Clampdown on 'unreliable' paternity testing

If you're a word nut, you may have noticed that the title for this entry has unreliable in single quotes, not double--this means the title is in UK English, not American English. So, there's no clampdown in the US, but one may occur in the UK, according to an article today in the Times online.

This is an interesting development to me because of my entries lately on paternity testing and because the company under British fire bills itself as "is the world's largest and most experienced private DNA testing laboratory. . . [performing] . . . 3 out of 4 private DNA paternity tests in the United States and . . . the DNA testing provider for over 900 affiliated partners in 168 countries."

The problem? Cases where testing results could not be relied upon. According to the article in the Times Online:

Concern about the reliability of paternity tests has been raised after the High Court heard that one leading testing service lost vital details in 122 cases, which meant that the findings could not be relied upon.

[The company] admitted that photographs of sample donors had been lost from case files containing the results of the tests, meaning that the link between the two could no longer be assured.

Judge Anthony Hayden, QC, lifted the secrecy rules surrounding family law cases to make a public judgment expressing his concern and to issue rules for testing companies.

“This is a company that has been widely instructed by the legal profession in whom members of the public and those who have parental responsibility for children have reposted a high degree of trust and confidence,” he said in the judgment.

He accused [the company] of a systematic failure and said that “procedural and professional deficiencies that have been identified . . . would have made it quite impossible for any court to rely on its conclusions.”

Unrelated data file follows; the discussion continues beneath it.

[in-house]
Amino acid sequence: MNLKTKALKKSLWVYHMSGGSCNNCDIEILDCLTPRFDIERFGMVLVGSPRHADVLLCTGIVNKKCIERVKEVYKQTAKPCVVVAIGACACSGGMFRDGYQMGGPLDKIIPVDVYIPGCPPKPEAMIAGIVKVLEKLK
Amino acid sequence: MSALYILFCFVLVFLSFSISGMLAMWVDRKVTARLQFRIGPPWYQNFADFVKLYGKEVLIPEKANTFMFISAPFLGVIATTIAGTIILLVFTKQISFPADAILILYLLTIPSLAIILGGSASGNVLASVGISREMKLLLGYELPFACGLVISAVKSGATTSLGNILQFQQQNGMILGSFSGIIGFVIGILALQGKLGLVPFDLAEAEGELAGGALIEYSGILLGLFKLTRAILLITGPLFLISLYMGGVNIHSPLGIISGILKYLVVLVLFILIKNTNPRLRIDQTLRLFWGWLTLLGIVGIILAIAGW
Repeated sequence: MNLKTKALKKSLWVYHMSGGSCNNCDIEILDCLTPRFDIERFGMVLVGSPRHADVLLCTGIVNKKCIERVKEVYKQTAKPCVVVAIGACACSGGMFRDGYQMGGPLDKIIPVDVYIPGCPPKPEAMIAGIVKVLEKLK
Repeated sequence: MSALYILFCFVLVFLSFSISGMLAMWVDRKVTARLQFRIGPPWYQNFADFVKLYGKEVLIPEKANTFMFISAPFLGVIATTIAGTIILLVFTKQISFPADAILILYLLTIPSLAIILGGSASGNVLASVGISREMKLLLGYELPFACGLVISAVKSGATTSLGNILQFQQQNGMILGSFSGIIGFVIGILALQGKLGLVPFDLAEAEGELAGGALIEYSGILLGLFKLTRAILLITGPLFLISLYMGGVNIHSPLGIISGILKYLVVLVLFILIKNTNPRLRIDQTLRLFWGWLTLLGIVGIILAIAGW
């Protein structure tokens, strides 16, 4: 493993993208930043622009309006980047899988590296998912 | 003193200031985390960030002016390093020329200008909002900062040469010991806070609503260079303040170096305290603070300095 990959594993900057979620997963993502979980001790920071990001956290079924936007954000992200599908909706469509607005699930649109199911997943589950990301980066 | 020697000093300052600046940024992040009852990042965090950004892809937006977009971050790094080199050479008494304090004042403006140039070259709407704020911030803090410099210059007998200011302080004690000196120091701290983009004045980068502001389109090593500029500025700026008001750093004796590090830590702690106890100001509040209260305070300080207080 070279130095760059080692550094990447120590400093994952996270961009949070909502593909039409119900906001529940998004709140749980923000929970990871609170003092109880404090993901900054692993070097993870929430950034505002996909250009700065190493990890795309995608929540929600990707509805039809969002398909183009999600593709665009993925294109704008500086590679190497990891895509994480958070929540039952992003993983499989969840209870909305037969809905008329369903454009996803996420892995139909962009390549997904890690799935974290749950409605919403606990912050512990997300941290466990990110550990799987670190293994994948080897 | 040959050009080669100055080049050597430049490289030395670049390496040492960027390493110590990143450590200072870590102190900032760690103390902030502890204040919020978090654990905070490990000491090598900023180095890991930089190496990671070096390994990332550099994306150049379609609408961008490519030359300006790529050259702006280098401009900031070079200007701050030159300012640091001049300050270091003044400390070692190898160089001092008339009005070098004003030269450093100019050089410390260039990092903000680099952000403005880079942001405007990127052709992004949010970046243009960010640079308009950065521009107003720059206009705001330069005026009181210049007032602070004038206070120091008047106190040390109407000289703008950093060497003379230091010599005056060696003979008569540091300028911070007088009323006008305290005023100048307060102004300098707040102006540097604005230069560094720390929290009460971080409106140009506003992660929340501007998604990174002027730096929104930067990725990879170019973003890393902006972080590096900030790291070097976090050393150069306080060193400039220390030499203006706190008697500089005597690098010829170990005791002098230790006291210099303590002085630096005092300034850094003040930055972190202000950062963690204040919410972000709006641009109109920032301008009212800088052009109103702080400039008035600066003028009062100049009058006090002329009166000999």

[The company] told the court that it had addressed the problems and was seeking accreditation.

Judge Hayden said that a second paternity testing service also provided confusing evidence in the case involving the welfare of eight children. [Company 2], which is on the government-approved list, reported that there was good evidence that two of the children were likely to be half-siblings. When a third company, [company 3], was asked to repeat the tests it concluded that there was no likely relationship. [Company 2] then confirmed the results from [company 3] and blamed unclear instructions from a lawyer for the confusion, saying that it had not been asked to consider the likelihood that the children had no relationship.

Judge Hayden said: “The experience of this hearing has been to underscore the need for greater clarity in relation to the terms of instruction to DNA experts and the need to ensure that suitably approved specialists are instructed.”

He ruled that DNA testing services should provide clear information about the meanings of their results in layman’s language and should provide details of all possible genetic relationships, not just those suggested by the instructing lawyers.

Mr Hayden concluded: “If ever a case illustrated the need for strict regulation and accreditation of those companies which undertake this work, this is the case.”

The Ministry of Justice had to remove half of the paternity testing services from its accredited list after a review in 2006 revealed that five did not have up-to-date evidence that they met the minimum criteria.

The US, although it has regulations on laboratories and how they conduct their testing, has no government-approved paternity testing services.

Goodness, are we behind the UK in such legal matters?

Marie Godfrey, PhD



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